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MATTER MAUDE M. HOWE v. HARVEY E. SMITH (12/12/68)

SUPREME COURT OF NEW YORK, BROOME COUNTY


December 12, 1968

IN THE MATTER OF MAUDE M. HOWE, PETITIONER,
v.
HARVEY E. SMITH, AS HEALTH OFFICER OF THE COUNTY OF BROOME, RESPONDENT

Robert O. Brink, J.

Author: Brink

 This is an application made by one Maude M. Howe for an order granting leave to the petitioner to bring a civil action against Harvey E. Smith, M.D., a Deputy Health Commissioner for the County of Broome, pursuant to section 44 of the Mental Hygiene Law and section 14 of the Public Health Law.

It is the contention of the petitioner that the respondent, acting in his official capacity as Deputy Health Commissioner, committed a tort against her person in applying for the petitioner's admission to the Binghamton State Hospital by a certification stating that in his opinion, she was dangerous to herself or others and needed immediate care and treatment because of mental illness.

It is the further contention of the petitioner that she was received at the Binghamton State Hospital pursuant to said Health Officer's certificate and that after six days, she was discharged without mental disorder. It is the petitioner's contention that the respondent Health Officer did not act in good faith and did not act with reasonable care and upon probable cause in causing the petitioner to be taken to the Binghamton State Hospital.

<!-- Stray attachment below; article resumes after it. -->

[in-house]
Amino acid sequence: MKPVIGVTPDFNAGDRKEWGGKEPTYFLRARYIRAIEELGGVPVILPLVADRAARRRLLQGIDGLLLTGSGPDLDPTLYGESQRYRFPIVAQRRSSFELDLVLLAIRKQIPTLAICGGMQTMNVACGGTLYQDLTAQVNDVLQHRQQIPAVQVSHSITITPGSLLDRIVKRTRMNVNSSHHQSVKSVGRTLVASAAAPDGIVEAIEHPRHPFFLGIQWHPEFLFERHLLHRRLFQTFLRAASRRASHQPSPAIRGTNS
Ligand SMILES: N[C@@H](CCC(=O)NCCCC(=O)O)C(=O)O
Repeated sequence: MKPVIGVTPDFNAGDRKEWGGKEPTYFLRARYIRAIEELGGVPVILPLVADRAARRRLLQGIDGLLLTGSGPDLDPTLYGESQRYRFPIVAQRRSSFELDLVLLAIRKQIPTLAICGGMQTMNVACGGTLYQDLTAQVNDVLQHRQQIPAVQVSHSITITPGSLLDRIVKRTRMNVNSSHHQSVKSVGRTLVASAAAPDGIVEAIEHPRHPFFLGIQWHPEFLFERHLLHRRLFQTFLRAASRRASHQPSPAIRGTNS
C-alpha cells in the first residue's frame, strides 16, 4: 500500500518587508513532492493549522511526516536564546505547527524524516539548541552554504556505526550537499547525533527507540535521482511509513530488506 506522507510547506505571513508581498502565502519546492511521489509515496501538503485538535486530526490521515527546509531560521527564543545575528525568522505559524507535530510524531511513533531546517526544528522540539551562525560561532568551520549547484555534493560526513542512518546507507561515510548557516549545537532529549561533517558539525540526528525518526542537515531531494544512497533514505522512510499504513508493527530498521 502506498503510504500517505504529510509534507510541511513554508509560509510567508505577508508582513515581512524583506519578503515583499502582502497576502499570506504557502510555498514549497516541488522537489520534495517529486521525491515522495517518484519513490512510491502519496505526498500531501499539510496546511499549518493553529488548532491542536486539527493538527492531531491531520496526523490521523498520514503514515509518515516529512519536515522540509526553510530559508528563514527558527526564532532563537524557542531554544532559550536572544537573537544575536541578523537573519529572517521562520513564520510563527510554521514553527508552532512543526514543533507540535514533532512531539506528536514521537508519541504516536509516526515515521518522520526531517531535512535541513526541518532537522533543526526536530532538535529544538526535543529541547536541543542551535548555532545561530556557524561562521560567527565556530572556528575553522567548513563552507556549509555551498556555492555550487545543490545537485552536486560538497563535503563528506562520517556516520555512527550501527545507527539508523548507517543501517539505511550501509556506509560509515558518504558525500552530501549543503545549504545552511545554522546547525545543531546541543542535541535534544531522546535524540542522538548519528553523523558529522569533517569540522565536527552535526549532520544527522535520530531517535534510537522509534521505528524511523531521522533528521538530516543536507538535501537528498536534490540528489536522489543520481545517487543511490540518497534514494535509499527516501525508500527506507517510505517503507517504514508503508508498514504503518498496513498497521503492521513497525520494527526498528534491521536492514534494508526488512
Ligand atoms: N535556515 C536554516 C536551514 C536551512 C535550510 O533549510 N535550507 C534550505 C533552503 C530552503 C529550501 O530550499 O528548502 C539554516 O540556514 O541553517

The application is opposed by the Deputy Health Officer, who is represented by the Broome County Attorney. Several affidavits have been submitted, both in support and in opposition to the application, together with petitioner's case history with the Broome County Welfare Department, which was subpoenaed by the petitioner.

The aforesaid statutes, while not granting absolute immunity to physicians and others involved in the diagnosis and treatment of mental illness, nevertheless have been enacted for the purpose of affording them reasonable protection from unjustified harassment. It is incumbent upon a petitioner in this type of an application to satisfy the court that the petitioner has a meritorious cause of action. This burden is not met by merely establishing that psychiatrists in a mental hospital made a diagnosis that the patient was without mental illness. This burden can only be met by some indication that the certifying Health Officer acted in bad faith and without probable cause at the time he signed the certification.

It appears from the welfare records and from affidavits of Deputy Sheriffs, that this petitioner has a long history of quarrels and turbulence with neighbors. Also several complaints have been made to the Broome County Health Department by neighbors about the petitioner's conduct. The complaint which precipitated her certification by the Health Officer, involved a

[58 Misc. 2d 430 Page 432]

    --> threat of physical violence to one of the neighbors. It is undisputed that the respondent Health Officer made an investigation, talked with the neighbors and conducted a personal interview with the petitioner. A physician, not a psychiatrist, acting in the capacity of Health Officer, is not in a position to make a thorough diagnosis as to whether or not a person is psychotic or mentally ill. He must necessarily depend to some extent upon history of anti-social conduct as well as his own observations. A person who habitually becomes involved in quarrels and feuds with neighbors exposes herself to the possibility of clinical observation in an institution for mental illness.

In the absence of some positive evidence pointing toward bad faith or negligent conduct on the part of the respondent, this court in its discretion, believes that in the interest of justice, petitioner's application should be denied.

19681212

© 1998 VersusLaw Inc.



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